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Otsuka SelfOwnership and Equality

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Liberalism without inequality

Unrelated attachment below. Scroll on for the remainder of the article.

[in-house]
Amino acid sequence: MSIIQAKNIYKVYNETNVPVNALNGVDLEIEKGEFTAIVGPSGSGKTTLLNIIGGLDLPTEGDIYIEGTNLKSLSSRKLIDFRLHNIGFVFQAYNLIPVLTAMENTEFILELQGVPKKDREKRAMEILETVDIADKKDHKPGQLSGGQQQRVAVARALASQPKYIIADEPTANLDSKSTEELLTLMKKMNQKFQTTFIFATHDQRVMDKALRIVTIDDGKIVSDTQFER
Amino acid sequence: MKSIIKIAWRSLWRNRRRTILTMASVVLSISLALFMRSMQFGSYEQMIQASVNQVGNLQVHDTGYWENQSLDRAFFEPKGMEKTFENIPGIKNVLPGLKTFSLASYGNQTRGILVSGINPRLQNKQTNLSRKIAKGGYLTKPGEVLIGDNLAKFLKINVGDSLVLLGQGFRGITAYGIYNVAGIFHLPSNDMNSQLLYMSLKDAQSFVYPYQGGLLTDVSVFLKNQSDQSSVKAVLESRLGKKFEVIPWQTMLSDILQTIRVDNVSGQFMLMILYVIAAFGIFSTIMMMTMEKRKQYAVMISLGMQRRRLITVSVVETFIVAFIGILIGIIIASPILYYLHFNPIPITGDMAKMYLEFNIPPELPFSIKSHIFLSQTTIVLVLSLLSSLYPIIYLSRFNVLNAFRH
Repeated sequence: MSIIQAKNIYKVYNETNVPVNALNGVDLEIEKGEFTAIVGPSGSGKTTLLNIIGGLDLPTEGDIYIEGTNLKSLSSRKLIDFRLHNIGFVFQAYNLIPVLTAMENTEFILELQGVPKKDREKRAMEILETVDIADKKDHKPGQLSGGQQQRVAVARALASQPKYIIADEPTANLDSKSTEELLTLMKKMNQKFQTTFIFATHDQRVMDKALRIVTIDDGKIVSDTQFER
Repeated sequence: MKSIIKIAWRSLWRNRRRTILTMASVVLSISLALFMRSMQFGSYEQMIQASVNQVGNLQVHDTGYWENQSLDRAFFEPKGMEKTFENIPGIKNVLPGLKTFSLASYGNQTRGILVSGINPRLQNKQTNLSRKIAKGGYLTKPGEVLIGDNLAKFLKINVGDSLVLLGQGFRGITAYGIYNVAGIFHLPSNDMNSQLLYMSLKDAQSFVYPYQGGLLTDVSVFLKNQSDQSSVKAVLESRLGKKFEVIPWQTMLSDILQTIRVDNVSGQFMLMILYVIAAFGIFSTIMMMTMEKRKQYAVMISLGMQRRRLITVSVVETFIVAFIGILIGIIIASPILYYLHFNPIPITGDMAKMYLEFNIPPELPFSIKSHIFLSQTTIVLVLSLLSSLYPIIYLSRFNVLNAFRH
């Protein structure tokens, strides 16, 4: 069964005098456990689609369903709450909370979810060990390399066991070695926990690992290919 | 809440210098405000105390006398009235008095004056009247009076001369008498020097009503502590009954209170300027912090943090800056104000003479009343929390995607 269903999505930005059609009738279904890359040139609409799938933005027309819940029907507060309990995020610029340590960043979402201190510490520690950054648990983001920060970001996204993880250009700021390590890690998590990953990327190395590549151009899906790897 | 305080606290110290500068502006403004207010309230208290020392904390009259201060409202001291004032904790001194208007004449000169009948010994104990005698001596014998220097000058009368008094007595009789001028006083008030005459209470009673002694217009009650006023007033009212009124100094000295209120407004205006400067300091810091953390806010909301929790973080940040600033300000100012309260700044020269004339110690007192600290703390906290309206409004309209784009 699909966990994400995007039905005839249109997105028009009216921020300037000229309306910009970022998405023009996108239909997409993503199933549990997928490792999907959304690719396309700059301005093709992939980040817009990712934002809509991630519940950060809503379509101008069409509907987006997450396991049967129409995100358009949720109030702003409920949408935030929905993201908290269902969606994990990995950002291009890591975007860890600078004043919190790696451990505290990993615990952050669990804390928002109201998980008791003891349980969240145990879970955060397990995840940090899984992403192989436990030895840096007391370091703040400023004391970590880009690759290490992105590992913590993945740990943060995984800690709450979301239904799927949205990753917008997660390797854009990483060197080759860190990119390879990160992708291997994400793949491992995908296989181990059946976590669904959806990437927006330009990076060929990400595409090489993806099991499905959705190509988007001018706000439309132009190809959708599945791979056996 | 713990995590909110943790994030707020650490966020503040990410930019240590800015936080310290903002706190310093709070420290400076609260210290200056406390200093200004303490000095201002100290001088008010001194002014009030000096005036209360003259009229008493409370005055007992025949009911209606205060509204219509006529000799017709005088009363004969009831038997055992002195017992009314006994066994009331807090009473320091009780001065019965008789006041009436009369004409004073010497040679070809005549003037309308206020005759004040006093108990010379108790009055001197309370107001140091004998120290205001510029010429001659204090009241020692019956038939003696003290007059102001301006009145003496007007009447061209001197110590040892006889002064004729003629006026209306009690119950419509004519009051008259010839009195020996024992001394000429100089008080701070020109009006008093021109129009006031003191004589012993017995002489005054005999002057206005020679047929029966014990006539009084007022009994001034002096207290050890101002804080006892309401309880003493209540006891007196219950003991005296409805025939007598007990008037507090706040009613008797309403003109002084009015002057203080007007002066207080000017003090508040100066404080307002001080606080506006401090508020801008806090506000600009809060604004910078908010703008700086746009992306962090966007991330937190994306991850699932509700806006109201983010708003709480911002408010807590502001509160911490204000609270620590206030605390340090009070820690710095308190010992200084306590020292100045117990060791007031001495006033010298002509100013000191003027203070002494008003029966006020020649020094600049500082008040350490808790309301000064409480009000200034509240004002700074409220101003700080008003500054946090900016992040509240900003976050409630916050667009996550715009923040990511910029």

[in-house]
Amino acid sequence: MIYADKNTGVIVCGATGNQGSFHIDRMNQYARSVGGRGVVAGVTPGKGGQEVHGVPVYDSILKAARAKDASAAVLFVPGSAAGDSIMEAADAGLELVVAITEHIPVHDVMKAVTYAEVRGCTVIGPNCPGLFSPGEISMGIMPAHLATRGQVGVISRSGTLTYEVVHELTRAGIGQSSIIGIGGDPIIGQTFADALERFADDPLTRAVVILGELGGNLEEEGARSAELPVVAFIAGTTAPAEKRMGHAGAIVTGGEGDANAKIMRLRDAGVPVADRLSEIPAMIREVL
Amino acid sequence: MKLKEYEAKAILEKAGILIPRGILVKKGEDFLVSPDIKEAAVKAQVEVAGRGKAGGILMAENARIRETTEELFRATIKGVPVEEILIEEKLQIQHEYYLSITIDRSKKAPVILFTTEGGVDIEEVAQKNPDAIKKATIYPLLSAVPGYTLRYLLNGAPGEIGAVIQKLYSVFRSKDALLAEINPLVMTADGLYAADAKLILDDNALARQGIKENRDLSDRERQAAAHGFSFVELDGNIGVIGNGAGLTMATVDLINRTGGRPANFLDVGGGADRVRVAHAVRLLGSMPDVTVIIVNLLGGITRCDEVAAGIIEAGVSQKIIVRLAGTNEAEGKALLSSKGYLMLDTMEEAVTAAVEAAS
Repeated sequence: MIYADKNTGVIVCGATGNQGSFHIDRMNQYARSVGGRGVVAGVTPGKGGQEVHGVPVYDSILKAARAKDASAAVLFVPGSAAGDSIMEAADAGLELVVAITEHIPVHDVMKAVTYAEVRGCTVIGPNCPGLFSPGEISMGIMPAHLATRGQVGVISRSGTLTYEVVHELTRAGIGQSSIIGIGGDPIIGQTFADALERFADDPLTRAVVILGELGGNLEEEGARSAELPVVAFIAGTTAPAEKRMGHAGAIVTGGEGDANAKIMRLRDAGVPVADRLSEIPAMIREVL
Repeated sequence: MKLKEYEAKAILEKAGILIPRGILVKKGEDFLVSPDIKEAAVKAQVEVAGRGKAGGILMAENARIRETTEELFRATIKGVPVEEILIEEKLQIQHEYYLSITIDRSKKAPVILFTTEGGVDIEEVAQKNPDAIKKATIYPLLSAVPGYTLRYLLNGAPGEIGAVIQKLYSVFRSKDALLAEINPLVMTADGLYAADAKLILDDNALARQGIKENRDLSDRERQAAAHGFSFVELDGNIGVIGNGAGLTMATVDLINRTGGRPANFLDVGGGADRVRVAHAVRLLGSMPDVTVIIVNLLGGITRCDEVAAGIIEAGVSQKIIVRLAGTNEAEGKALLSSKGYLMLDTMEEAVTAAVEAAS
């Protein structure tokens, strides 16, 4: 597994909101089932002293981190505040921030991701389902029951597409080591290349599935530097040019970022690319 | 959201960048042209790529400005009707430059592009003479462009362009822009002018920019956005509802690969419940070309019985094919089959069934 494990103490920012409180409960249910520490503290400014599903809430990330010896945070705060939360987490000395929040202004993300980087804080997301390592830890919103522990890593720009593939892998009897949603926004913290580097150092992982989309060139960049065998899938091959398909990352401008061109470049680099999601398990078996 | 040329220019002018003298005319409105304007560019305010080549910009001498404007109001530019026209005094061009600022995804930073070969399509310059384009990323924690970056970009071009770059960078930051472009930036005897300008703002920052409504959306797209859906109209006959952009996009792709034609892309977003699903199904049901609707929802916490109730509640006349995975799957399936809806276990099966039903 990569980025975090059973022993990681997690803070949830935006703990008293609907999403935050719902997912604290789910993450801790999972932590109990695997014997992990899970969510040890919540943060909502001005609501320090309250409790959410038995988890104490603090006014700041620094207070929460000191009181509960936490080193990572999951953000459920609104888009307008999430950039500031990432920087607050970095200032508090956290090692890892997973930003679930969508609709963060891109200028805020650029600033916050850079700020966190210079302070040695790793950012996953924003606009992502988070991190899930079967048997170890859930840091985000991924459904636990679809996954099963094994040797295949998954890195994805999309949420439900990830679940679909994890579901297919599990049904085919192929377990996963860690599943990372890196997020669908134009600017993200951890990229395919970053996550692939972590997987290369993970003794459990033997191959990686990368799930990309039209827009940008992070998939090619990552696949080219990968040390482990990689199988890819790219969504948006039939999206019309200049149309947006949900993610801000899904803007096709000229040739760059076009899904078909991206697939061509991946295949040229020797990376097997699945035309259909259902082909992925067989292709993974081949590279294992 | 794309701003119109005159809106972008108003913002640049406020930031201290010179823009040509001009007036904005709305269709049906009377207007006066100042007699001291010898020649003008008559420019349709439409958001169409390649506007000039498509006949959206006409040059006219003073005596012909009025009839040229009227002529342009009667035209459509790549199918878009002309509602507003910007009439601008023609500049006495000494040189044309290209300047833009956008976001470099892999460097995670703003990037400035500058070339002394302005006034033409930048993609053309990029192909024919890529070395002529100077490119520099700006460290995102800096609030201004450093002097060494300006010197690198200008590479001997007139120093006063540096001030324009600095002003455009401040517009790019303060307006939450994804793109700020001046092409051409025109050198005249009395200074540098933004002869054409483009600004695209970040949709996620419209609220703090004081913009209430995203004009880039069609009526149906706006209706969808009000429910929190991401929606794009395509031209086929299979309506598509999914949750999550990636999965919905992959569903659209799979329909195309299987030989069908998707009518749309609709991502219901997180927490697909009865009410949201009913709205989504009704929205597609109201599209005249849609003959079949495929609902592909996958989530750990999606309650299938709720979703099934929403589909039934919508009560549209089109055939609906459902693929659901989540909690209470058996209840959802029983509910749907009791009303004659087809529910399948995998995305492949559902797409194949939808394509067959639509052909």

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  Page 1 of 32Self#Ownership and Equality PRINTED FROM OXFORD SCHOLARSHIP ONLINE (www.oxfordscholarship.com). (c) Copyright Oxford University Press, 2011.All Rights Reserved. Under the terms of the licence agreement, an individual user may print out a PDF of a single chapter of amonograph in OSO for personal use (for details see http://www.oxfordscholarship.com/page/privacy-policy). Subscriber: Universityof Warwick; date: 01 February 2012 Libertarianism without Inequality  Michael Otsuka Print publication date: 2003Print ISBN-13: 9780199243952Published to Oxford Scholarship Online: Nov-03DOI: 10.1093/0199243956.001.0001Self#Ownership and Equality DOI:10.1093/0199243956.003.0002  Abstract and Keywords Delineates the nature of a libertarian right of self#ownership. Assesses Robert Nozick'sclaim that taxation is on a par with forced labour. Contends that the most defensible version of the Lockean ‘enough and as good’ proviso calls for acquisition of unownednatural resources that is consistent with equality of opportunity for welfare. Argues,contrary to both Nozick and G. A. Cohen, that a robust right of self#ownership iscompatible with this welfare#egalitarian proviso across a wide range of circumstances.  Keywords:  G. A. Cohen, egalitarianism, equality of opportunity for welfare, forcedlabour, libertarianism, John Locke, Lockean proviso, Robert Nozick, self#ownership,taxationG. A. Cohen has argued that the preservation in more than name only of a libertarianright of self#ownership will come into conflict with the realization of any strongly egalitarian principle of distributive justice, and vice versa. One can have either self#ownership or equality only at the cost of the virtual abandonment of the other. 1  Onthis point, he and Robert Nozick are in agreement. 2  Nozick's modus ponens  is Cohen's modus tollens , since Cohen draws the conclusion that self#ownership should give way to make room for equality, whereas Nozick draws the opposite conclusion that equality should yield to self#ownership.In this chapter I argue that the conflict between libertarian self#ownership and equality is largely an illusion. As a matter of contingent fact, a nearly complete reconciliation of the two can be achieved through a properly egalitarian understanding of the Lockeanprinciple of justice in acquisition. To put my thesis more precisely: across a fairly widerange of individuals who differ in their capacity (productive or otherwise) to derive welfare from resources, it will be possible in principle to distribute initially unowned worldly resources so as to achieve equality of opportunity for welfare in a manner which  Page 2 of 32Self#Ownership and Equality PRINTED FROM OXFORD SCHOLARSHIP ONLINE (www.oxfordscholarship.com). (c) Copyright Oxford University Press, 2011.All Rights Reserved. Under the terms of the licence agreement, an individual user may print out a PDF of a single chapter of amonograph in OSO for personal use (for details see http://www.oxfordscholarship.com/page/privacy-policy). Subscriber: Universityof Warwick; date: 01 February 2012 is compatible with each person's possession of an uninfringed libertarian right of self#ownership that is robust rather than merely formal.My first task, to which I turn in Section I below, is to provide an explanation of whatlibertarian self#ownership is. (p. 12 ) I . . . every man has a  property  in his own  person : this nobody has any right to but himself. The labour  of his body, and the work  of his hands, we may say, are properly his.(ii. 27)‘The central core of the notion of a property right in  X  ’, according to Nozick, ‘is theright to determine what shall be done with  X  ’. 3  Nozick maintains that ‘[t]his notion of property helps us to understand why earlier theorists spoke of people as having property in themselves and their labor. They viewed each person as having a right to decide what would become of himself and what he would do, and as having a right to reap the benefits of what he did.’ 4 Nozick condemns the egalitarian for abandoning, and commends the libertarian forhonouring, a full right of self#ownership. 5  In so far as the libertarian endorses, whilethe egalitarian rejects, a stringent 6  right to reap all of the income from one's labour,the libertarian endorses a  fuller  right of self#ownership than the egalitarian. But doesthe libertarian advocate a  full   right of self#ownership? For the purposes of answeringthis question, I shall adopt the following plausible definition of a full right of self#ownership: a person's right of self#ownership is full if and only if that person possesses,to the greatest extent and stringency compatible with the same possession by others, theaforementioned rights ‘to decide what would become of himself and what he would do,and . . . to reap the benefits of what he did’. 7 (p. 13 ) In defending the claim that she respects a full right of self#ownership, thelibertarian must confront the following dilemma: one's possession of a full anduninfringed right of self#ownership either is or it is not compatible with someincursions upon one's body (without one's consent) that result in serious harm.Suppose, for the sake of exposing the first horn of this dilemma, that it is not compatible with any such incursions. 8  It follows that a libertarian is, contrary to the doctrineof double effect, committed to the claim that one may not turn a trolley#car that willotherwise run over five people on to a side track where it will instead run over a sixth,and that the foreseen but unintended killing of the innocent in even a self#defensive  Page 3 of 32Self#Ownership and Equality PRINTED FROM OXFORD SCHOLARSHIP ONLINE (www.oxfordscholarship.com). (c) Copyright Oxford University Press, 2011.All Rights Reserved. Under the terms of the licence agreement, an individual user may print out a PDF of a single chapter of amonograph in OSO for personal use (for details see http://www.oxfordscholarship.com/page/privacy-policy). Subscriber: Universityof Warwick; date: 01 February 2012  war is never permissible. 9  The libertarian is also committed to the claim that oneacts impermissibly if by one's actions one unforeseeably kills or injures an innocent,non#threatening person even though what one did was not known to carry a risk of harm, or the known risk of harm associated with the activity was so minuscule thatmost would deem the activity justifiable. 10  On this construal of a full right of self#ownership, a libertarian can maintain that she holds the morally pure, principled, anduncompromising position that our rights of self#ownership are full only at the price of a hitherto under#emphasized moral fanaticism. The fanaticism of which I speak is notthe oft#noted fanaticism of a libertarian that rules out even the most trivial amount of forced labour or taxation for the purpose of alleviating a great deal of misery. Rather,it is a fanaticism that rules out any seriously harmful incursions whatsoever upon the bodies of innocents, even when such incursions are merely foreseen as a necessary by#product of the minimization of harm rather than intended as a means of minimizingharm, and even when they are the unforeseen result of activities that carry either noknown or the most minuscule (p. 14 ) known risk of doing harm. 11  Such fanaticismis, moreover, unnecessary in so far as the libertarian could permit such unintentionalincursions without also having to abandon her opposition to redistributive taxationfor the purposes of promoting equality. This is because the libertarian's case againstredistributive taxation is premissed upon a right against being used as a means by beingforced (via incursions or threats of incursions upon one's mind and body) to sacrificelife, limb, or labour. 12  It is not premissed upon a right against harmful incursions uponone's body simpliciter .Now suppose, for the sake of exposing the other horn of the dilemma, that one'spossession of a full and uninfringed right of self#ownership is compatible with someincursions upon one's body (without one's consent) that result in serious harm. Inthis case, the libertarian must explain why these incursions, but not others that thelibertarian denounces as violations of a full right of self#ownership, are compatible with such a right. The libertarian must explain why, for example, one does not violatesomeone's full right of self#ownership if one kills him in the trolley#car case, yet onedoes if one kills him in order to transplant his vital organs. But I do not think such anexplanation is possible. 13 (p. 15 ) The libertarian position that I consider in this chapter avoids this dilemma because it is not committed to a full right of self#ownership. I shall define a ‘libertarianright of self#ownership’ as one that, while less than full because it does not prohibit allunintentional incursions upon one's body, encompasses the following two rights: 14 (1) A very stringent right of control over and use of one's mind and body that bars others from intentionally using one as a means by forcing one to sacrificelife, limb, or labour, where such force operates by means of incursions or  Page 4 of 32Self#Ownership and Equality PRINTED FROM OXFORD SCHOLARSHIP ONLINE (www.oxfordscholarship.com). (c) Copyright Oxford University Press, 2011.All Rights Reserved. Under the terms of the licence agreement, an individual user may print out a PDF of a single chapter of amonograph in OSO for personal use (for details see http://www.oxfordscholarship.com/page/privacy-policy). Subscriber: Universityof Warwick; date: 01 February 2012 threats of incursions upon one's mind and body (including assault and battery and forcible arrest, detention, and imprisonment). 15 (2) A very stringent right to all of the income that one can gain from one'smind and body (including one's labour) either on one's own or throughunregulated and untaxed voluntary exchanges with other individuals. 16 Egalitarians who are also liberals would say that they are happy to endorse the first of the two libertarian rights of self#ownership just enumerated. 17  Liberal egalitarians would express agreement with libertarians that individuals possess stringent rightsof ownership over their bodies that stand in the way of their being used as means by  being forced to donate vital bodily organs such as a heart or a liver, or being forced todonate non#vital body parts or products such as an eye or a kidney, or blood or bonemarrow. 18  Liberal egalitarians would also (p. 16 ) profess agreement with libertariansthat individuals possess stringent rights of self#ownership that stand in the way of their being used as means by being forced via threat of imprisonment to work for the sake of the good of others. Although they affirm the first of the two libertarian rights of self#ownership, liberalegalitarians typically reject the second, which is widely regarded as prima facie far lesscompelling than the first. 19   Yet Nozick has argued that this second right follows fromthe first. He has famousl y argued that ‘[t]axation of earning from labor is on a par withforced labor’. 20  If Nozick's complaint against redistributive taxation is correct, then,in so far as egalitarianism is achieved through a redistributive tax on income, it willinfringe a right against forced labour that liberal egalitarians claim to recognize.In Section II below I show that Nozick's argument is not essentially a complaint thatsuch taxation is on a par with forced labour but rather the complaint that such taxation violates one's rights of ownership simpliciter . Furthermore, I show that, with theexception of cases in which we need not make use of worldly resources in order toperform labour, Nozick's argument relies upon a suppressed and controversial premissregarding the justifiability of inequality#generating rights of ownership over the world.Having exposed this premiss, I reject it in Section III in favour of a welfare#egalitarianLockean account of our rights of ownership over the world. In Sections IV–V  I show how such an egalitarianism need not come into conflict with an uninfringed libertarian rightof self#ownership that is, moreover, robust rather than merely formal.